Question #a91f7

1 Answer
Mar 19, 2017

The most important change is from non-charged to charged.


An atom can lose (or donate) an electron, so the positive charge in the nucleus is no longer balanced by the total negative charge of the electrons orbiting it.
Let's take sodium, which has a nucleus charge of 11+ and (as an atom) 11 electrons orbiting it, so the charges are in balance.
When it loses its outer electron, the charge of the sodium ion is
#11+ +10- =1+#
This is written as #Na -> Na^+ + e^-#

The other way around can happen to e.g. a fluorine atom (nuclear charge 9+) that can gain an electron:
#F+e^(-) ->F^-#

Other changes:
The behaviour of the ions is quite different from the non-ionized stuff. You wouldn't want to eat - or even touch - pure sodium, but we find sodium-ions in our table salt. The same goes for chlorine gas and the chloride-ions, that we also find in our table salt.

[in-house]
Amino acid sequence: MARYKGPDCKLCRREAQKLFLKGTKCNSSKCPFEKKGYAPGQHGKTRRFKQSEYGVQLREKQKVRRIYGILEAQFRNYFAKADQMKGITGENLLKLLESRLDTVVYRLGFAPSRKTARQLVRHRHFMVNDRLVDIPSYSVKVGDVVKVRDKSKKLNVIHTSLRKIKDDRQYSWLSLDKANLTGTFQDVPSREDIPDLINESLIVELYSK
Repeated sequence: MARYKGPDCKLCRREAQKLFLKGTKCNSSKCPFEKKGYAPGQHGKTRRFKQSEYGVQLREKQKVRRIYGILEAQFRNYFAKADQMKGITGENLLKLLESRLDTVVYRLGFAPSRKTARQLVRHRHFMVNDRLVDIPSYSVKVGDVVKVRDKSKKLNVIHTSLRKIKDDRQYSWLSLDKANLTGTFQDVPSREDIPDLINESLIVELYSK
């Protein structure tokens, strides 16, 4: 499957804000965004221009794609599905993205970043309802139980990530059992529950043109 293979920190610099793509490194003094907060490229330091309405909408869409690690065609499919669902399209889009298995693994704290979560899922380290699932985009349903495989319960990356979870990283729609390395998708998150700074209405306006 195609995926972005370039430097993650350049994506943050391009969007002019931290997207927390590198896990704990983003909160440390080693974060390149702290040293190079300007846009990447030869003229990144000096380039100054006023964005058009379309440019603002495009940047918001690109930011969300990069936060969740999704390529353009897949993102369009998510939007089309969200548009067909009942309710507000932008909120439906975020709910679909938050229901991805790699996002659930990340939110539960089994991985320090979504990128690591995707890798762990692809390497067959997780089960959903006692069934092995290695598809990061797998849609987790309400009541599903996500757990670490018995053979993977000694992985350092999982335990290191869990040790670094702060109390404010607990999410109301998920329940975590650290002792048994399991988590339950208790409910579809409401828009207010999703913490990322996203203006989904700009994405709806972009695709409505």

What stays the same:
The atomic mass. The loss or gain of an electron has no significant effect, since the mass of an electron is really small, compared to the mass of the nucleus and the original electrons.